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Shelved malaria drug regains effectiveness, new study finds

An inexpensive drug called chloroquine may again be effective in treating malaria because years of disuse have boosted its potency against the often fatal mosquito-borne disease, a new study shows.

Chloroquine had been the mainstay of malaria therapy until the disease developed a resistance to it and health officials stopped using it widely more than a decade ago.

Now a study, published in this week's New England Journal of Medicine, shows the drug is newly potent again, perhaps because the strains of the disease that were once immune to it have more trouble surviving.

Researchers who tested children found that the drug packed a new punch, working 99 percent of the time. A replacement treatment, sulfadoxine and pyrimethamine, was effective in only 21 percent of the cases.

Although there had been some early indications that chloroquine was effective again, "we were still amazed at how quickly these children got better," said Christopher Plowe, a researcher at the University of Maryland who helped conduct the study.

The drug is simple to administer, requires only a few doses, has few side effects, and costs about 10 cents per treatment, far less than any other therapy.

Officials in Malawi stopped using it in 1993 when it was effective in less than 50 percent of patients.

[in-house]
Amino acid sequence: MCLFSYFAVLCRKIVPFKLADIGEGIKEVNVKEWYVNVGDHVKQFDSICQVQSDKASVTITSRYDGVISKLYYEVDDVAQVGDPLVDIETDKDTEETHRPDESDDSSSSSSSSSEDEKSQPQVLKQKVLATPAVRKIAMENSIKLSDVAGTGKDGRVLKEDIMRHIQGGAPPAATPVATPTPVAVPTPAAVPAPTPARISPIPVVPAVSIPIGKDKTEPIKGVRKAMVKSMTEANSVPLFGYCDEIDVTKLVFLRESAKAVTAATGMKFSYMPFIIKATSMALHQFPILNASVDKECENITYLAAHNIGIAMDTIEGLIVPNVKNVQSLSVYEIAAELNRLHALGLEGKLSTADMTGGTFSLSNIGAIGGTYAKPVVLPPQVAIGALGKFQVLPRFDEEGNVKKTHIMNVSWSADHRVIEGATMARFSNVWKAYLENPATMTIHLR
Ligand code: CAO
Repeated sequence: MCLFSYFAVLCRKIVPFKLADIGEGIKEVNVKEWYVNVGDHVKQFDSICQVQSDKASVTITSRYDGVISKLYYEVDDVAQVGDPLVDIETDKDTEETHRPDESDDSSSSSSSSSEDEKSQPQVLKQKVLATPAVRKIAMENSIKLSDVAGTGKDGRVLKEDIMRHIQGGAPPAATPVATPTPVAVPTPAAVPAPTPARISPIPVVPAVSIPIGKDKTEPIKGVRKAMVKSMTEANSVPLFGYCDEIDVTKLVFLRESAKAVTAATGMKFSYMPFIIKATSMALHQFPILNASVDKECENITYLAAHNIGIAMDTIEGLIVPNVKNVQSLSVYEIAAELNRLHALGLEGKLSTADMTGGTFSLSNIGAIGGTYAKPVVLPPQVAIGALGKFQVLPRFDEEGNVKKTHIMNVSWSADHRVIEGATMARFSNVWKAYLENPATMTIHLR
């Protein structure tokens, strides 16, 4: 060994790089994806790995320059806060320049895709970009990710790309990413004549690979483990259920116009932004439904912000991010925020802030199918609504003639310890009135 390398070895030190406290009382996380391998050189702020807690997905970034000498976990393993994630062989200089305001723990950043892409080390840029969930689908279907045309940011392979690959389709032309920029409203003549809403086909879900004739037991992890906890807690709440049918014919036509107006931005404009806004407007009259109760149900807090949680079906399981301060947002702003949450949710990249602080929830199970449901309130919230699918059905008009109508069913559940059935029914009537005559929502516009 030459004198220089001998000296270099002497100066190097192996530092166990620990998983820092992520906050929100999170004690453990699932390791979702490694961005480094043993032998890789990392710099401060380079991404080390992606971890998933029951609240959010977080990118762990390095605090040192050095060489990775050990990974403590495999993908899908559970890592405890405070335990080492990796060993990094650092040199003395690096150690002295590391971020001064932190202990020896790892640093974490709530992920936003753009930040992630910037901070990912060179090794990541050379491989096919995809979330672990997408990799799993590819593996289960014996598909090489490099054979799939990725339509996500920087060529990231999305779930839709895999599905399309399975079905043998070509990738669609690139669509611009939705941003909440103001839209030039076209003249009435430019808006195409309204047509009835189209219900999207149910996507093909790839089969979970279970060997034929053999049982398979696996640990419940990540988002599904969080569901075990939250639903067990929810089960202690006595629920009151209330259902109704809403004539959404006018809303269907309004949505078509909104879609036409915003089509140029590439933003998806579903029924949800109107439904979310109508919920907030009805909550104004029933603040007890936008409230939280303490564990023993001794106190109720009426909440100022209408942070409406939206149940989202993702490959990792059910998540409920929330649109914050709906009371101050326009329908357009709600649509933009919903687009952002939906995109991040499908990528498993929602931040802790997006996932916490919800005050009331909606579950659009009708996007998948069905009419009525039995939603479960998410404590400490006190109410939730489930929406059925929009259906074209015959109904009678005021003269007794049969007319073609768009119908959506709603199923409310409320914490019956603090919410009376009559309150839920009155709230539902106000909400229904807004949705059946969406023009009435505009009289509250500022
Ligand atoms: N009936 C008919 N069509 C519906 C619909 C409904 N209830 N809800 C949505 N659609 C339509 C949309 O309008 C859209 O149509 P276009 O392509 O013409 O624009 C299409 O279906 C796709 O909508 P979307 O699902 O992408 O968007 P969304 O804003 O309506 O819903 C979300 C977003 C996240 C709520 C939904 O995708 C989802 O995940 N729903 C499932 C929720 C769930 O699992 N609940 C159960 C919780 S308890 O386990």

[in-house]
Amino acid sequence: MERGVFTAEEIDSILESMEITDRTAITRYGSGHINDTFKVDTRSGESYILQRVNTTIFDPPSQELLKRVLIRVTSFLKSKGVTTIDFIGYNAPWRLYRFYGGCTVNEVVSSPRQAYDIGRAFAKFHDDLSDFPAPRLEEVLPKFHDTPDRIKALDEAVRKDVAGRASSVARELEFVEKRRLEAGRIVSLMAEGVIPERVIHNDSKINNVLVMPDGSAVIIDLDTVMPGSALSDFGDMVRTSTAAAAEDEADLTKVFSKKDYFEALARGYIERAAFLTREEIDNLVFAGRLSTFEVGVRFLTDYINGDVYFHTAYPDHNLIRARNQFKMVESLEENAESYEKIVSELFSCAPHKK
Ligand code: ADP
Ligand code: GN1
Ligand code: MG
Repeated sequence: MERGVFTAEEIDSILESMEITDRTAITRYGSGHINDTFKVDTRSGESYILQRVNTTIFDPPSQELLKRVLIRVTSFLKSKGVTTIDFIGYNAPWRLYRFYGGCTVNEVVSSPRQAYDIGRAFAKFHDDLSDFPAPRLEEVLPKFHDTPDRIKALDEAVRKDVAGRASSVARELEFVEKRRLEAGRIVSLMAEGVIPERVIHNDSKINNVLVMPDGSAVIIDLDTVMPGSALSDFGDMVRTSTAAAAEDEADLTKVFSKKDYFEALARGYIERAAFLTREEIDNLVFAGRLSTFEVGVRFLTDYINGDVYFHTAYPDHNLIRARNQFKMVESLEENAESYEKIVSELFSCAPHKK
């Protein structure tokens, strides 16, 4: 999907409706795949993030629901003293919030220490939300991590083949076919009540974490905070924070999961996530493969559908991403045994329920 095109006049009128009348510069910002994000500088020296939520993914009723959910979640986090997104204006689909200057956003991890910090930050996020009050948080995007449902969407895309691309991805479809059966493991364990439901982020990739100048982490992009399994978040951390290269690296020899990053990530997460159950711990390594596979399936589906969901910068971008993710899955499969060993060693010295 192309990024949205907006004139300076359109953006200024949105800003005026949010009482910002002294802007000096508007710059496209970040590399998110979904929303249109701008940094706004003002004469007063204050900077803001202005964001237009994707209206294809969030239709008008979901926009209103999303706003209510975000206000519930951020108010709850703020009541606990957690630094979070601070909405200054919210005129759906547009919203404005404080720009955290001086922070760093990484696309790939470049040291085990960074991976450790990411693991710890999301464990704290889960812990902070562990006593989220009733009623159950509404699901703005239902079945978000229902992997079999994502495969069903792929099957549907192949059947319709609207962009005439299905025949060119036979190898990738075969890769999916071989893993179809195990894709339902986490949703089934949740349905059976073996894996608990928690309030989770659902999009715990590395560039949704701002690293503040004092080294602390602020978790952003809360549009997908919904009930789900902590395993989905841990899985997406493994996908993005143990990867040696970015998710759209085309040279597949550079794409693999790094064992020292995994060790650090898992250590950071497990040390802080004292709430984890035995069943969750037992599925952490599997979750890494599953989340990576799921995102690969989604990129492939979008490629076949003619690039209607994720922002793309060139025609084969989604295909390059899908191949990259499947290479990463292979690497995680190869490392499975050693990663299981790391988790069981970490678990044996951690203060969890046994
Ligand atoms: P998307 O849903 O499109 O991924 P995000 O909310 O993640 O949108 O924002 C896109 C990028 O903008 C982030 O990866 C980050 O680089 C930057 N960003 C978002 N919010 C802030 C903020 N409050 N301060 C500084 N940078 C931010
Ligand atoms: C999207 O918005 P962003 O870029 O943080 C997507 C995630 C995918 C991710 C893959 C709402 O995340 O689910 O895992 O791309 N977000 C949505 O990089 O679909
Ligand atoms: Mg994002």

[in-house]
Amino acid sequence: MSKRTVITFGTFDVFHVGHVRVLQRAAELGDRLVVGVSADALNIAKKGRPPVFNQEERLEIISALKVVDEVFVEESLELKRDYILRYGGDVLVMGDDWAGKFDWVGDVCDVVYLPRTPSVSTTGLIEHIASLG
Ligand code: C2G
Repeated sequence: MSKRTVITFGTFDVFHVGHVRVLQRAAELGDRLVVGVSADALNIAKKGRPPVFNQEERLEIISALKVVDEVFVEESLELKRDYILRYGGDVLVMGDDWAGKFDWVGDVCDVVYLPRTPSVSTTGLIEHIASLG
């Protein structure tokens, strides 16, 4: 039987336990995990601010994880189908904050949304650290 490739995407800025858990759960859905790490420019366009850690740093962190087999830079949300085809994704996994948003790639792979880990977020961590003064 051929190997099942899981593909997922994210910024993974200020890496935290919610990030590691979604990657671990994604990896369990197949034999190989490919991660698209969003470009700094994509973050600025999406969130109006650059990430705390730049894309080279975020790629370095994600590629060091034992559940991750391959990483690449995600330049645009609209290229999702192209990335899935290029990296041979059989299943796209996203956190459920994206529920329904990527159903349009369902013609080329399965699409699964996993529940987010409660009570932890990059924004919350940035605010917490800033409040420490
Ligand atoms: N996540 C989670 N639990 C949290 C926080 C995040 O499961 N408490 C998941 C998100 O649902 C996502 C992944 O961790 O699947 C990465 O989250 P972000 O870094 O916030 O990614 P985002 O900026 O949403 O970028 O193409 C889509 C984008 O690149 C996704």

"If chloroquine can be withdrawn from use throughout Africa as effectively as it was withdrawn in Malawi, it may be possible to include it as one component of a new generation of combination therapy in the not-so-distant future," Miriam Laufer of the University of Maryland School of Medicine and the leader of the research team told Reuters.

Malaria kills over 5,000 people a day, 90 percent of whom are children under the age of 5 and living in Africa.

The researchers said the drug's new potency resulted largely from the fact that it was not prescribed for a long time. Chloroquine "needs to leave before it can come back," said Nicholas White of Mahidol University in Bangkok, in a commentary in the New England Journal of Medicine.

Plowe said "It would be worthwhile to explore the possibility of rotating drugs for malaria as well as other infections that have become resistant to important drugs" to see if that restores their effectiveness.

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